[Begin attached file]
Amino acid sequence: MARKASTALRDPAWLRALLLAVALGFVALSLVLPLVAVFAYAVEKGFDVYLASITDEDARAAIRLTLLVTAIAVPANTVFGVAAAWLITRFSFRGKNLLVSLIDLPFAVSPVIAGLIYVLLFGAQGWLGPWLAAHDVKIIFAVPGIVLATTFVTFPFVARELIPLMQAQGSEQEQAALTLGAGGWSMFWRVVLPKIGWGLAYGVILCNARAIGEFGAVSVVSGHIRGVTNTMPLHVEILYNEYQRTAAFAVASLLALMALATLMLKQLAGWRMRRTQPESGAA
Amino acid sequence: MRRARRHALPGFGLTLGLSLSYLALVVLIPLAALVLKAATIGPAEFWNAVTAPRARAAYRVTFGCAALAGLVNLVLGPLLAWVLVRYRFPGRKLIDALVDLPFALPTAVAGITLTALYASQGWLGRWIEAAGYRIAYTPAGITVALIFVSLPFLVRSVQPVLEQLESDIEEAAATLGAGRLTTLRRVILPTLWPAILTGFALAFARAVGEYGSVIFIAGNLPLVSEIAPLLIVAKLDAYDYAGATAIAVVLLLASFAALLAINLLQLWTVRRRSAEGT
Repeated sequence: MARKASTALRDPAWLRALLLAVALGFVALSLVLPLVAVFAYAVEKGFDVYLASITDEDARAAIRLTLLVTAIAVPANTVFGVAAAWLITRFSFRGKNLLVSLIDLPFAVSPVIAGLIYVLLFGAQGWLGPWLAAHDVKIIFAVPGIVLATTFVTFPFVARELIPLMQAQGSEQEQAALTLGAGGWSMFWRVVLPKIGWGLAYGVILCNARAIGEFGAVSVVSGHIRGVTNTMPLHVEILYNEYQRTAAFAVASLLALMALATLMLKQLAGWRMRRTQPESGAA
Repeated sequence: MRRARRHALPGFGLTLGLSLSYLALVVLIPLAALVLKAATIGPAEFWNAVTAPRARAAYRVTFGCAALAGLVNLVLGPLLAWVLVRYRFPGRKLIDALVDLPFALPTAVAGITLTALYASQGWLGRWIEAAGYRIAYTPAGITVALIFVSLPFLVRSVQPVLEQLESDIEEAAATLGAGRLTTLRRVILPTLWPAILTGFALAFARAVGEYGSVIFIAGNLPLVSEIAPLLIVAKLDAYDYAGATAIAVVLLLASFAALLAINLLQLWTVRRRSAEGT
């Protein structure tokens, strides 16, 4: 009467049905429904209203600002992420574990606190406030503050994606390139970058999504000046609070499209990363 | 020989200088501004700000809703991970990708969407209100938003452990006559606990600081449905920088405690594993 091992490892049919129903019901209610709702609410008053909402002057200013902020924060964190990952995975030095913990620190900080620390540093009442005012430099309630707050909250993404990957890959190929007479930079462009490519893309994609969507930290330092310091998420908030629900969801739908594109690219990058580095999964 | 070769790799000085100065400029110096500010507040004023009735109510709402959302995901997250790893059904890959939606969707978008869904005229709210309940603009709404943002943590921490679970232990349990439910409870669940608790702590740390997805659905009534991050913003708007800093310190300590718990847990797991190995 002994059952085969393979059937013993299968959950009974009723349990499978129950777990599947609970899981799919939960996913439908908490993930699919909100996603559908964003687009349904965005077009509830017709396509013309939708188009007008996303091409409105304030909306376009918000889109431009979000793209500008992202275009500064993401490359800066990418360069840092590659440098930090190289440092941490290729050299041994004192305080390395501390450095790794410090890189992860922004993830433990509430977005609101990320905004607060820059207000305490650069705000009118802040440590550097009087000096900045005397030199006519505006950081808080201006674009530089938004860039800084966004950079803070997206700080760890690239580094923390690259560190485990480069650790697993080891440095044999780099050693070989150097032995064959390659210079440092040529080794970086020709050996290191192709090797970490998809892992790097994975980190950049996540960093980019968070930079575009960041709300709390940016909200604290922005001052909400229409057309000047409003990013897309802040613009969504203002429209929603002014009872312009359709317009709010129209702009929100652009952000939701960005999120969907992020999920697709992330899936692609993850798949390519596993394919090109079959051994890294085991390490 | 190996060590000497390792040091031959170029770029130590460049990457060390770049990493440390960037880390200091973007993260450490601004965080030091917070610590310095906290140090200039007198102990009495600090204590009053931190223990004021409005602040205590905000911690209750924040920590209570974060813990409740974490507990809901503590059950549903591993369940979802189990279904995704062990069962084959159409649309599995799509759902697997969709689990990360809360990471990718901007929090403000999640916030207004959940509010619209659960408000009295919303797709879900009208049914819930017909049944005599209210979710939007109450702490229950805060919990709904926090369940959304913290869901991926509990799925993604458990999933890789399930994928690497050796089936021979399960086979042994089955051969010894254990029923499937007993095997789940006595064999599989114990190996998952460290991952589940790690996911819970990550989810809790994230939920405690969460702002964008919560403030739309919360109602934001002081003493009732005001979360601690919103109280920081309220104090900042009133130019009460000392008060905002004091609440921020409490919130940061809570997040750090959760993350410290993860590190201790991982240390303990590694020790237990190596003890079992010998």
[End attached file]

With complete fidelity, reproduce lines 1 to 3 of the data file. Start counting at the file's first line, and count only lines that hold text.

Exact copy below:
Amino acid sequence: MARKASTALRDPAWLRALLLAVALGFVALSLVLPLVAVFAYAVEKGFDVYLASITDEDARAAIRLTLLVTAIAVPANTVFGVAAAWLITRFSFRGKNLLVSLIDLPFAVSPVIAGLIYVLLFGAQGWLGPWLAAHDVKIIFAVPGIVLATTFVTFPFVARELIPLMQAQGSEQEQAALTLGAGGWSMFWRVVLPKIGWGLAYGVILCNARAIGEFGAVSVVSGHIRGVTNTMPLHVEILYNEYQRTAAFAVASLLALMALATLMLKQLAGWRMRRTQPESGAA
Amino acid sequence: MRRARRHALPGFGLTLGLSLSYLALVVLIPLAALVLKAATIGPAEFWNAVTAPRARAAYRVTFGCAALAGLVNLVLGPLLAWVLVRYRFPGRKLIDALVDLPFALPTAVAGITLTALYASQGWLGRWIEAAGYRIAYTPAGITVALIFVSLPFLVRSVQPVLEQLESDIEEAAATLGAGRLTTLRRVILPTLWPAILTGFALAFARAVGEYGSVIFIAGNLPLVSEIAPLLIVAKLDAYDYAGATAIAVVLLLASFAALLAINLLQLWTVRRRSAEGT
Repeated sequence: MARKASTALRDPAWLRALLLAVALGFVALSLVLPLVAVFAYAVEKGFDVYLASITDEDARAAIRLTLLVTAIAVPANTVFGVAAAWLITRFSFRGKNLLVSLIDLPFAVSPVIAGLIYVLLFGAQGWLGPWLAAHDVKIIFAVPGIVLATTFVTFPFVARELIPLMQAQGSEQEQAALTLGAGGWSMFWRVVLPKIGWGLAYGVILCNARAIGEFGAVSVVSGHIRGVTNTMPLHVEILYNEYQRTAAFAVASLLALMALATLMLKQLAGWRMRRTQPESGAA